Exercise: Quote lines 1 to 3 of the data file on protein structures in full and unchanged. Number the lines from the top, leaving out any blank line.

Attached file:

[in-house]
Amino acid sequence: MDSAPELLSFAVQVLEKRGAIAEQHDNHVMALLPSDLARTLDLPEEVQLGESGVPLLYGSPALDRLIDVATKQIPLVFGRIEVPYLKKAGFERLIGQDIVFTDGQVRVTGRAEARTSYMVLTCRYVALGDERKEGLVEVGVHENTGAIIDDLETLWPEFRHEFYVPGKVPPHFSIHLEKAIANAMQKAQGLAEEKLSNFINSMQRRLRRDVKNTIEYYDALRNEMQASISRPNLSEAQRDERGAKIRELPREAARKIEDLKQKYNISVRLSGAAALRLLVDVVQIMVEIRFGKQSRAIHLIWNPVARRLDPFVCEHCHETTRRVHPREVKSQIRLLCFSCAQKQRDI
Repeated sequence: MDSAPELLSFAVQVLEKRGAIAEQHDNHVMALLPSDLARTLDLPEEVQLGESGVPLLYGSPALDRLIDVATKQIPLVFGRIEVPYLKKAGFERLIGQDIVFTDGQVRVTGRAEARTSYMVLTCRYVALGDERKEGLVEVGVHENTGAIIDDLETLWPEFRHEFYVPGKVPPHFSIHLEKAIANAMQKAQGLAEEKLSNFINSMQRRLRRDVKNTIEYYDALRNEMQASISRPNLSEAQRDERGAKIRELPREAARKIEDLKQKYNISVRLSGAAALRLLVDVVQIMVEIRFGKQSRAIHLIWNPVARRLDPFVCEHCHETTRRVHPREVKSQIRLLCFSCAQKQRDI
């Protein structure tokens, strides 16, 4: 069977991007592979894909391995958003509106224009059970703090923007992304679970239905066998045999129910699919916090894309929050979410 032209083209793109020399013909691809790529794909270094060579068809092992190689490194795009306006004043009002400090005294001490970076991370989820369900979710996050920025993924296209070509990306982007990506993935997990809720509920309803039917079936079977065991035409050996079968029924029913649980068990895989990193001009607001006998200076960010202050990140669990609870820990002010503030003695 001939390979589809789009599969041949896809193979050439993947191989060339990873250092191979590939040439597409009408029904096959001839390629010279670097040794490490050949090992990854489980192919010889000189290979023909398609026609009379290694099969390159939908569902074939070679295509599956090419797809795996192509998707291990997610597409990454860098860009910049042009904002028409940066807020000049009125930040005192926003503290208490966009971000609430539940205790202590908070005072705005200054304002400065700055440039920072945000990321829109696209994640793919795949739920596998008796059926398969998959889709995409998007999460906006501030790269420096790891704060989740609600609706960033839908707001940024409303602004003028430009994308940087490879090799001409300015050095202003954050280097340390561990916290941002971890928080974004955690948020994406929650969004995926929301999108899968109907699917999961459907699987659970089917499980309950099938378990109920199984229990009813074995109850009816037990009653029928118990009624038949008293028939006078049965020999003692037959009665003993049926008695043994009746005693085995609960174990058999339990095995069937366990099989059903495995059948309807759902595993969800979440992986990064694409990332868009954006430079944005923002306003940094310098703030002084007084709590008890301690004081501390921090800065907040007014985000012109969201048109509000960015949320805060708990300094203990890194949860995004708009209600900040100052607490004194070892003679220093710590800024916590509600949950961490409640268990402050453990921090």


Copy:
[in-house]
Amino acid sequence: MDSAPELLSFAVQVLEKRGAIAEQHDNHVMALLPSDLARTLDLPEEVQLGESGVPLLYGSPALDRLIDVATKQIPLVFGRIEVPYLKKAGFERLIGQDIVFTDGQVRVTGRAEARTSYMVLTCRYVALGDERKEGLVEVGVHENTGAIIDDLETLWPEFRHEFYVPGKVPPHFSIHLEKAIANAMQKAQGLAEEKLSNFINSMQRRLRRDVKNTIEYYDALRNEMQASISRPNLSEAQRDERGAKIRELPREAARKIEDLKQKYNISVRLSGAAALRLLVDVVQIMVEIRFGKQSRAIHLIWNPVARRLDPFVCEHCHETTRRVHPREVKSQIRLLCFSCAQKQRDI
Repeated sequence: MDSAPELLSFAVQVLEKRGAIAEQHDNHVMALLPSDLARTLDLPEEVQLGESGVPLLYGSPALDRLIDVATKQIPLVFGRIEVPYLKKAGFERLIGQDIVFTDGQVRVTGRAEARTSYMVLTCRYVALGDERKEGLVEVGVHENTGAIIDDLETLWPEFRHEFYVPGKVPPHFSIHLEKAIANAMQKAQGLAEEKLSNFINSMQRRLRRDVKNTIEYYDALRNEMQASISRPNLSEAQRDERGAKIRELPREAARKIEDLKQKYNISVRLSGAAALRLLVDVVQIMVEIRFGKQSRAIHLIWNPVARRLDPFVCEHCHETTRRVHPREVKSQIRLLCFSCAQKQRDI